On the way home, we got to stay at the classy Camino Inn, where folding the towels all fancy is supposed to fool you into thinking you're staying at a 5 star place.
But in reality, you can clearly see, it rates just less than 5 star…when the curtains and bedding are from the 80’s, and there are pennies on the floor and hair on the pillows (that you have yet to lay your own head upon…), they might as well save time and just chuck the towels in a pile on the counter in the bathroom. The good news is, we didn’t have to pay for our stay…
Bogey had a couple of appointments (Cleft Palate check up, EKG, ECHO, etc.) as well as a cardiac catheterization, so we were in and out of the hospital for a couple of days.
(Right after the cath. He had to lie flat for 4 hours. He slept for 2, and cried for the other 2. Right before I got to hold him, he pulled his G-tube button out. He was so mad. By the time I got that back in, he was furious. It took quite a while to get his heart rate back down, and for him to settle enough to get back to sleep.)
This time, Bogey’s overnight hospital stay was little different. Because he is older, he is much more aware of his surroundings. He knew when I was there, and when I wasn’t. When I wasn’t, he was not that happy. It was hard for me to leave him, so my trips to snag Diet Coke were few, and far between. :) Thank goodness for the Radio Flyer wagon…he got some good long snoozes, and well, you know what that meant for me. We were both happy.
We were able to take him around the 3rd floor “cordless”. He loved that.
We felt like it was important for our kids to see where we’ve been and where we’ll continue to go, so we let them come up to the hospital when Bogey got discharged. They were able to see the CVICU, where he spent most of last summer. We took them down to the Ford Surgery Center to see where we take him when he has to have surgeries. They strolled through the cafeteria where my solace flows from the soda fountain.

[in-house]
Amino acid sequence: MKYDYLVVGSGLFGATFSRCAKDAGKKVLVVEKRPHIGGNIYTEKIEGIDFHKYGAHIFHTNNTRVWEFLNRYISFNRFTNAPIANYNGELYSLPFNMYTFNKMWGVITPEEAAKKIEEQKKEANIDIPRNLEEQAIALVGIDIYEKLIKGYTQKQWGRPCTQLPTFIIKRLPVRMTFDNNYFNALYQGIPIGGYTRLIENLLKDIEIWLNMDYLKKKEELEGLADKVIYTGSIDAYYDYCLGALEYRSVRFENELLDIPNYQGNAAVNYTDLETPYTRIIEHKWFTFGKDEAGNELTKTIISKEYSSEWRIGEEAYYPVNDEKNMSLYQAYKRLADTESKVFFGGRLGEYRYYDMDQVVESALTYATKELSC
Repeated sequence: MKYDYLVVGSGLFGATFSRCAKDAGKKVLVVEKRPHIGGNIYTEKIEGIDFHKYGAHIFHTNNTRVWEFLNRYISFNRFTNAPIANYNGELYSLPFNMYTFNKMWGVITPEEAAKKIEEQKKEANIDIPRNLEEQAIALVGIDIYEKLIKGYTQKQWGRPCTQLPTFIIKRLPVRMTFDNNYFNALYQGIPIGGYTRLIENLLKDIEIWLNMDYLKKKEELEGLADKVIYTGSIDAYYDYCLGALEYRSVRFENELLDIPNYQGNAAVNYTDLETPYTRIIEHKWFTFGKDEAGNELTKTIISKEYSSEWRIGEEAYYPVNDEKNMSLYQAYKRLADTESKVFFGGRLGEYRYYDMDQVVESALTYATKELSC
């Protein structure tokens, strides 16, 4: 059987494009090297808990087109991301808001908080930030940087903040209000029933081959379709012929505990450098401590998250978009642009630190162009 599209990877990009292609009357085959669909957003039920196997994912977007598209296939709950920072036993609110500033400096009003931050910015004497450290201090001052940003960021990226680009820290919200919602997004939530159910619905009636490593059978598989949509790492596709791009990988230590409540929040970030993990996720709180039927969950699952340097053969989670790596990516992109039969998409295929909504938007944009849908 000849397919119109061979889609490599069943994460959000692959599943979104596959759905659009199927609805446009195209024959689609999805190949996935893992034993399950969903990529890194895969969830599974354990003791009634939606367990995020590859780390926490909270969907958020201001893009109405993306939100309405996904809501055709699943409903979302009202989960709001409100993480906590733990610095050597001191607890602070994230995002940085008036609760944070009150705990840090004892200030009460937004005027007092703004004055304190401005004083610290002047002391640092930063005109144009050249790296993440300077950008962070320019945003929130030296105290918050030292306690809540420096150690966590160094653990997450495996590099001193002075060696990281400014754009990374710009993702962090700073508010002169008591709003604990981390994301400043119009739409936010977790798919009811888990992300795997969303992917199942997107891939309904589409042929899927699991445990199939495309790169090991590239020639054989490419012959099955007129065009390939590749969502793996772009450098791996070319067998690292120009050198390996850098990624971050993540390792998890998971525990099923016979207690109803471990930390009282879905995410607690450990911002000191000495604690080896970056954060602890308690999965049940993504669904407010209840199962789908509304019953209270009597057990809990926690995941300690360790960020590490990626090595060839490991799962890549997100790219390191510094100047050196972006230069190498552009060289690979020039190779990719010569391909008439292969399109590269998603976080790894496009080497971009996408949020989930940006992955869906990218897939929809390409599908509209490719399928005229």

We went around the 2nd floor waiting areas where we spent countless hours pacing, and fretting. (When I say “we” I really just mean “me”. If Ace ever paced or fretted, he did it secretly…)
Now when we go back in about 6 months, our kids will be able to picture in their minds, where we are. Hopefully it’s helpful for them.
Also, while we were there, I was able to go running. I took Bogey in the stroller and took a little jog around the Stanford campus. It was huge. I actually got lost, and had to use my GPS on my phone to get me back to the hospital, where my surroundings were much more familiar! I couldn’t get over how much bigger the campus was compared to BYU-Idaho, where I went to college.
(the pictures are so dark and shadowy…I used my camera phone…so of course you can’t really see how beautiful the campus really is.)
As I was running, I got to thinking (no wonder I got lost!) I was thinking about this past year, and how many things happened. I thought about how shocked and traumatized I was when we learned about Bogey’s diagnosis. Then, I started remembering all of the people we’ve met along the way.
Earlier in the day, I had run into a man that we met last summer at the Ronald McDonald House. He had a son in the hospital. Just recently, his son passed away, and this man and his family were just packing up their belongings and moving out of the RMD. So, for so many others, things were worse than what we’d been through.
I thought of all of this in relation to the college campuses I’d been on. For us, our life experiences up to last year, were BYU-Idaho. It’s not the smallest campus…it’s grown, but compared to ISU-Idaho Falls, it’s big. We’d had some trials along the way, and we learned a lot from them. When we learned we were having twins upping our family total to 7, we graduated to the BYU-Provo campus. Quite a bit bigger than what we were accustomed to. We were expecting to pull out a GPS, or at least stop and look at a campus map. Well, then of course, when we got Bogey’s diagnosis, that was our Stanford. That was as big and challenging as we’ve ever experienced.
This past year, we’ve done a lot of navigating in uncharted (for us, at least) territory. We’ve had to loop around, and retrace our steps. We’ve had to take some time to really go over and review our course. Yes, we’ve had detours, and setbacks. But we haven’t had to be alone. We’ve had so much help and guidance along the way. Our GPS has been our religion, our friends and our family.
Granted, there are bigger campuses than Stanford, I’m sure. I just haven’t ever seen them, or been there, and I don’t really have much of a desire to tour them. Now that we’re familiar with Stanford, we love it, and feel super blessed to have it in our lives.